Family Fun For Cinco de Mayo

Cinco de Mayo does not celebrate Mexican independence as many Americans believe. Mexico celebrates their independence on September 16.  Cinco de Mayo is a holiday that celebrates the Mexican army’s 1862 victory over the French in Puebla during the Franco-Mexican War. It is not formally observed in Mexico countrywide. It is a full holiday in the states of Puebla and Veracruz, where parades, battle reenactments, and poblano culture displays are held.

 The 5th of May is a popular party holiday in America and other countries. How did it become so popular in the U.S.? It was introduced to encourage pride in Mexican Americans back in the 1800s. Like St. Patrick’s Day, this patriotic holiday has been commercialized into a time to party. A 2018 survey by NationalToday.com showed only 10% of Americans knew the true reason behind the holiday, yet it has turned into a day where people can get cheap margaritas and eat tacos.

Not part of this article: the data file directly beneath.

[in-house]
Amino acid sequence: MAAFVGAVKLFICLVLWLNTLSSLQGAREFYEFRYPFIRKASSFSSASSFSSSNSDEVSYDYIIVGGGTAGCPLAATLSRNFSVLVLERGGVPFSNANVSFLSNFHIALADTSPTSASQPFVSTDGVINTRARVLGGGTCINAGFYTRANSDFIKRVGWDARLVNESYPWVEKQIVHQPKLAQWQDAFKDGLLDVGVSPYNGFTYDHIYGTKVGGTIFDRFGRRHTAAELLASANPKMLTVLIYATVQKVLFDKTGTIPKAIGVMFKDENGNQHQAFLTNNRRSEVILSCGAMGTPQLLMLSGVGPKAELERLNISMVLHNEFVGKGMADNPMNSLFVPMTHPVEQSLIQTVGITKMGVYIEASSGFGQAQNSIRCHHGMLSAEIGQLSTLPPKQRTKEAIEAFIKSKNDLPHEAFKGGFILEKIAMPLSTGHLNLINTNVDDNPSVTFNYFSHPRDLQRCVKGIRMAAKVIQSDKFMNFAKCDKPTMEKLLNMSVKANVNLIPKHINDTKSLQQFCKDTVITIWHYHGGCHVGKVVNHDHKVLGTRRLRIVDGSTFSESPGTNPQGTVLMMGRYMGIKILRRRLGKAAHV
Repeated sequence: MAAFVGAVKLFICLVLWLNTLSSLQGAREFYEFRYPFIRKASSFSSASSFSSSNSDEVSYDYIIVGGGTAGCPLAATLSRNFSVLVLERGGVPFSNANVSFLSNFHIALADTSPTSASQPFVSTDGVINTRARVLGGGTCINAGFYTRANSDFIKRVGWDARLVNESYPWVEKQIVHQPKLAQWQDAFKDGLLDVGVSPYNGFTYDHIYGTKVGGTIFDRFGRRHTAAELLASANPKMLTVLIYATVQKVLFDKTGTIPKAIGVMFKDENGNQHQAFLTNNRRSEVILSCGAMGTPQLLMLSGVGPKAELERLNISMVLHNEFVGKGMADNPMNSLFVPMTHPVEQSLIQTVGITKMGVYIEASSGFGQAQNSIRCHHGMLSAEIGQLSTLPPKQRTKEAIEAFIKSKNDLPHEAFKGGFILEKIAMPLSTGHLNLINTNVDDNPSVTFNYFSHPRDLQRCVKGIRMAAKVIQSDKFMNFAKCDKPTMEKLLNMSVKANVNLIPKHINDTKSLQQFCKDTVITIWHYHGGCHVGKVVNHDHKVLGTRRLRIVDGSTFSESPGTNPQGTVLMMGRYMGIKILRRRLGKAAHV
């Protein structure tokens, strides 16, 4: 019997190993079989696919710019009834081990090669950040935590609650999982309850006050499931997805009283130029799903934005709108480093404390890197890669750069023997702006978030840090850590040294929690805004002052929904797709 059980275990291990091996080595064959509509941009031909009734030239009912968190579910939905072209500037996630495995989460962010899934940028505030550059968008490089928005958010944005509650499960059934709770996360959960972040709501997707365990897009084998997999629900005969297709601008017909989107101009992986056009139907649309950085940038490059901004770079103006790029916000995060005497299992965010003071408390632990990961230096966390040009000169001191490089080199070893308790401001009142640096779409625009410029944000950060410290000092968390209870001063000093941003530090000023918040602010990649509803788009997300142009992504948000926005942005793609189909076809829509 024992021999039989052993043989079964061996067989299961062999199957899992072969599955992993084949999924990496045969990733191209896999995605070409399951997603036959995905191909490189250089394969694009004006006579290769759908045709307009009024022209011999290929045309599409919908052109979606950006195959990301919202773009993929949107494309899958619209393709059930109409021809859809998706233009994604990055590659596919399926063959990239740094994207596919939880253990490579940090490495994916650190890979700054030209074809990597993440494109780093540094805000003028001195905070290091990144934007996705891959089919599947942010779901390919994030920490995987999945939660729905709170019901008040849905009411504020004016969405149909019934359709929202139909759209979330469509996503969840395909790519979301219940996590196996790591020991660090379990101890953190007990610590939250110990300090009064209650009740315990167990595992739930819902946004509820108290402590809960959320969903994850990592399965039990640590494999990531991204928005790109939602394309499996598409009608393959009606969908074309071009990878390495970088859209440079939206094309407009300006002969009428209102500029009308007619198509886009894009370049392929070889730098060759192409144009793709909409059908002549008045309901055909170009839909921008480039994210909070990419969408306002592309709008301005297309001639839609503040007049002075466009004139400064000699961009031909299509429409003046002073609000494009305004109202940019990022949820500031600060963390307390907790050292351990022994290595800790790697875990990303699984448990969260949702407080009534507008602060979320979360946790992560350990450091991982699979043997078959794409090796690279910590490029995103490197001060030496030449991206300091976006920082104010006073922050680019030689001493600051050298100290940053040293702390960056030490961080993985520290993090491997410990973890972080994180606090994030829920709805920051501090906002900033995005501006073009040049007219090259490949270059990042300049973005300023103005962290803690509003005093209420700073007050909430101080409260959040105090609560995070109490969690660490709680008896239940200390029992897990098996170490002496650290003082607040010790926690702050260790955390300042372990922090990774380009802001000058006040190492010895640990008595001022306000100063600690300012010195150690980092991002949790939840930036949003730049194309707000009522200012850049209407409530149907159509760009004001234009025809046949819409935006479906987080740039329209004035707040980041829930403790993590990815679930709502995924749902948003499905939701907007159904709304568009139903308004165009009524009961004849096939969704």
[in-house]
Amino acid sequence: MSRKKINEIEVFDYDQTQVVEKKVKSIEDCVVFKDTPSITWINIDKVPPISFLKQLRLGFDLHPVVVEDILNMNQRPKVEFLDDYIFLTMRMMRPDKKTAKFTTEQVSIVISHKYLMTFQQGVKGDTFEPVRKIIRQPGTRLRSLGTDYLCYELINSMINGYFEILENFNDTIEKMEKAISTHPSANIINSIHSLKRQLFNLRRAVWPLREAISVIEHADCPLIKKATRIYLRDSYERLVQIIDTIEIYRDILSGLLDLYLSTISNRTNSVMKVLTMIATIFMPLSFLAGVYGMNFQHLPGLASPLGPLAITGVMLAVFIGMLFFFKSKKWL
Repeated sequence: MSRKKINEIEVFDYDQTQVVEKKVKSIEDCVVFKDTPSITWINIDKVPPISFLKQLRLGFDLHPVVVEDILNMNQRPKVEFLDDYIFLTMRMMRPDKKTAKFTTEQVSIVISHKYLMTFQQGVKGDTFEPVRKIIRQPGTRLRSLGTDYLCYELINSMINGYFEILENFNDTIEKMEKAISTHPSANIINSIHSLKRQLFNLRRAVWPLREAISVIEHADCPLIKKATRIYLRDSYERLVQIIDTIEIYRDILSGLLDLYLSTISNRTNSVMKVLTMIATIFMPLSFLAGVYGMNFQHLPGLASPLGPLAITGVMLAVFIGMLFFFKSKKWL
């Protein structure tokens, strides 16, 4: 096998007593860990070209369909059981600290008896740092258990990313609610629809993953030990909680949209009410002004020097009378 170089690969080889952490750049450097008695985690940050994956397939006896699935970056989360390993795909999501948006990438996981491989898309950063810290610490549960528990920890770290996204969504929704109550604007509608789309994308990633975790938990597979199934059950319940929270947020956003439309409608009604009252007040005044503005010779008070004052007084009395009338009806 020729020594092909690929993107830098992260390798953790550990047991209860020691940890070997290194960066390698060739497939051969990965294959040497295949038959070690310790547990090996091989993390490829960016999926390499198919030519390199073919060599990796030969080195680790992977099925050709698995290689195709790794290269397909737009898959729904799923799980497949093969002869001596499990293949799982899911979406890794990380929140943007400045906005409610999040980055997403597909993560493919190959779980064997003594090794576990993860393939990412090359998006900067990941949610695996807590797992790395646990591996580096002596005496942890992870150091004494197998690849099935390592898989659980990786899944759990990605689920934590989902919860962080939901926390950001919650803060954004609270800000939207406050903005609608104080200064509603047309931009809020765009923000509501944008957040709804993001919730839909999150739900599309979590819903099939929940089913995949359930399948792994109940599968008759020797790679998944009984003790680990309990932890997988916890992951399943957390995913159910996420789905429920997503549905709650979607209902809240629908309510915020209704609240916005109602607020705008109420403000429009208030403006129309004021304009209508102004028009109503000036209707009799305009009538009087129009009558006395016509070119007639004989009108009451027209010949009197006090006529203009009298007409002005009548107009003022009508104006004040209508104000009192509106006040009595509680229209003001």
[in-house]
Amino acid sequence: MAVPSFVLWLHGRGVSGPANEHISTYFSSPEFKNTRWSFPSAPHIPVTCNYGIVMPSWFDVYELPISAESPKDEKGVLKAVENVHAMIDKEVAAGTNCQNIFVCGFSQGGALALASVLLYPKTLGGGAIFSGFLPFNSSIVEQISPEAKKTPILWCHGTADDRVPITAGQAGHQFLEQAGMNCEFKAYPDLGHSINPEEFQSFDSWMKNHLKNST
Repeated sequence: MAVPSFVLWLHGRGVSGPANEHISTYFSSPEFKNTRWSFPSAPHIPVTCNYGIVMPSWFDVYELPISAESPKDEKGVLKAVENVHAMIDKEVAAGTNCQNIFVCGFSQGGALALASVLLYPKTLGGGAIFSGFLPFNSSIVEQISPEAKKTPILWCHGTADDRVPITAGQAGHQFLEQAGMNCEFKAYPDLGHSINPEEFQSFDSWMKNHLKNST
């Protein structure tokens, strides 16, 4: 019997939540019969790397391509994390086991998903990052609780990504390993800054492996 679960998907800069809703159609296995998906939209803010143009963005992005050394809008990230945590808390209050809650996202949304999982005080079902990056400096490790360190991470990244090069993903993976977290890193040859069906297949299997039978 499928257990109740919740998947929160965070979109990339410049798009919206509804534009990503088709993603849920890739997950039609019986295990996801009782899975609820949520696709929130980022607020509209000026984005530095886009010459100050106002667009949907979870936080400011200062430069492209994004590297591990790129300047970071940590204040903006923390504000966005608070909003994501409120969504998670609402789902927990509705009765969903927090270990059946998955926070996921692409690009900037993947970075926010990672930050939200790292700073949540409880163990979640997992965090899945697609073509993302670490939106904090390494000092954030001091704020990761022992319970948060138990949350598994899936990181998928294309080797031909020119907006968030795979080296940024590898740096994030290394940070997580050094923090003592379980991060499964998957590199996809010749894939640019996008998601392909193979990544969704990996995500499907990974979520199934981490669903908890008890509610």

If you like to celebrate the day with your family, I suggest you include a little history about the Battle of Puebla in 1862. French forces sent by Napoleon III were on the march to Mexico City and encountered the Mexican Army in Puebla. The small Mexican army in Pueblo defeated the French in a historic battle on May 5th. Ultimately the French did win the war, but the day celebrates the resilience of the Mexican people to resist invaders who are trying to take their land.

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Mexican Corn on the Cob

Do you love the taste of fresh, sweet corn?  Today we’re talking about revving up corn on the cob with a spicy twist. Mexican Corn on the Cob (also called Mexican Street Corn and Elote Corn) is a favorite street food in Mexico that’s easy to make at home.  You can make it the traditional way on a grill or you can put it in the oven next winter when it’s too snowy to grill. For oven Mexican corn, put the corn with husk on directly on the oven rack and roast 40 to 45 minutes until tender. Then add butter and toppings. Still yummy! Read More